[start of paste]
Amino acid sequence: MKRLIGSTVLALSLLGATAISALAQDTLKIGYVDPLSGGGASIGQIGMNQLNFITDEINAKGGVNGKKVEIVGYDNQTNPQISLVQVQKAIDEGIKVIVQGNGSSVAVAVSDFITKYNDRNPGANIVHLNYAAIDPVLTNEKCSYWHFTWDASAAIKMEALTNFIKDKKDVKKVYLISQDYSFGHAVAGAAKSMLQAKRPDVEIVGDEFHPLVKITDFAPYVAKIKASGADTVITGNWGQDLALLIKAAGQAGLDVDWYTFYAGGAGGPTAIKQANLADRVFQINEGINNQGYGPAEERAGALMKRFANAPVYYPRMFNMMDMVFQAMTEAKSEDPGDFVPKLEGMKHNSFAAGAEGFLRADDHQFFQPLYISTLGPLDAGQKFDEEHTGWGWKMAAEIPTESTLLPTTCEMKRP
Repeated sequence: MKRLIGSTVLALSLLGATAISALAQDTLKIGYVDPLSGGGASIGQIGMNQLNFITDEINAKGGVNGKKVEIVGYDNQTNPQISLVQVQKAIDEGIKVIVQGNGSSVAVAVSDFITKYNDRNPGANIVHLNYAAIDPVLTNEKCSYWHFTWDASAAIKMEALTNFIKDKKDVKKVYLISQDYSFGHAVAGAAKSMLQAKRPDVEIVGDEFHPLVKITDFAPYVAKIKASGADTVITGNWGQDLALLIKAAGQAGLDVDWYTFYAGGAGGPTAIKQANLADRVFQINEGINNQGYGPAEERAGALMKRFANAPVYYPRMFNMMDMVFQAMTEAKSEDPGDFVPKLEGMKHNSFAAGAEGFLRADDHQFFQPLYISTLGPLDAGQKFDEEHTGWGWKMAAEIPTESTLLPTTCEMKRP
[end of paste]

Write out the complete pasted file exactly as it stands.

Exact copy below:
Amino acid sequence: MKRLIGSTVLALSLLGATAISALAQDTLKIGYVDPLSGGGASIGQIGMNQLNFITDEINAKGGVNGKKVEIVGYDNQTNPQISLVQVQKAIDEGIKVIVQGNGSSVAVAVSDFITKYNDRNPGANIVHLNYAAIDPVLTNEKCSYWHFTWDASAAIKMEALTNFIKDKKDVKKVYLISQDYSFGHAVAGAAKSMLQAKRPDVEIVGDEFHPLVKITDFAPYVAKIKASGADTVITGNWGQDLALLIKAAGQAGLDVDWYTFYAGGAGGPTAIKQANLADRVFQINEGINNQGYGPAEERAGALMKRFANAPVYYPRMFNMMDMVFQAMTEAKSEDPGDFVPKLEGMKHNSFAAGAEGFLRADDHQFFQPLYISTLGPLDAGQKFDEEHTGWGWKMAAEIPTESTLLPTTCEMKRP
Repeated sequence: MKRLIGSTVLALSLLGATAISALAQDTLKIGYVDPLSGGGASIGQIGMNQLNFITDEINAKGGVNGKKVEIVGYDNQTNPQISLVQVQKAIDEGIKVIVQGNGSSVAVAVSDFITKYNDRNPGANIVHLNYAAIDPVLTNEKCSYWHFTWDASAAIKMEALTNFIKDKKDVKKVYLISQDYSFGHAVAGAAKSMLQAKRPDVEIVGDEFHPLVKITDFAPYVAKIKASGADTVITGNWGQDLALLIKAAGQAGLDVDWYTFYAGGAGGPTAIKQANLADRVFQINEGINNQGYGPAEERAGALMKRFANAPVYYPRMFNMMDMVFQAMTEAKSEDPGDFVPKLEGMKHNSFAAGAEGFLRADDHQFFQPLYISTLGPLDAGQKFDEEHTGWGWKMAAEIPTESTLLPTTCEMKRP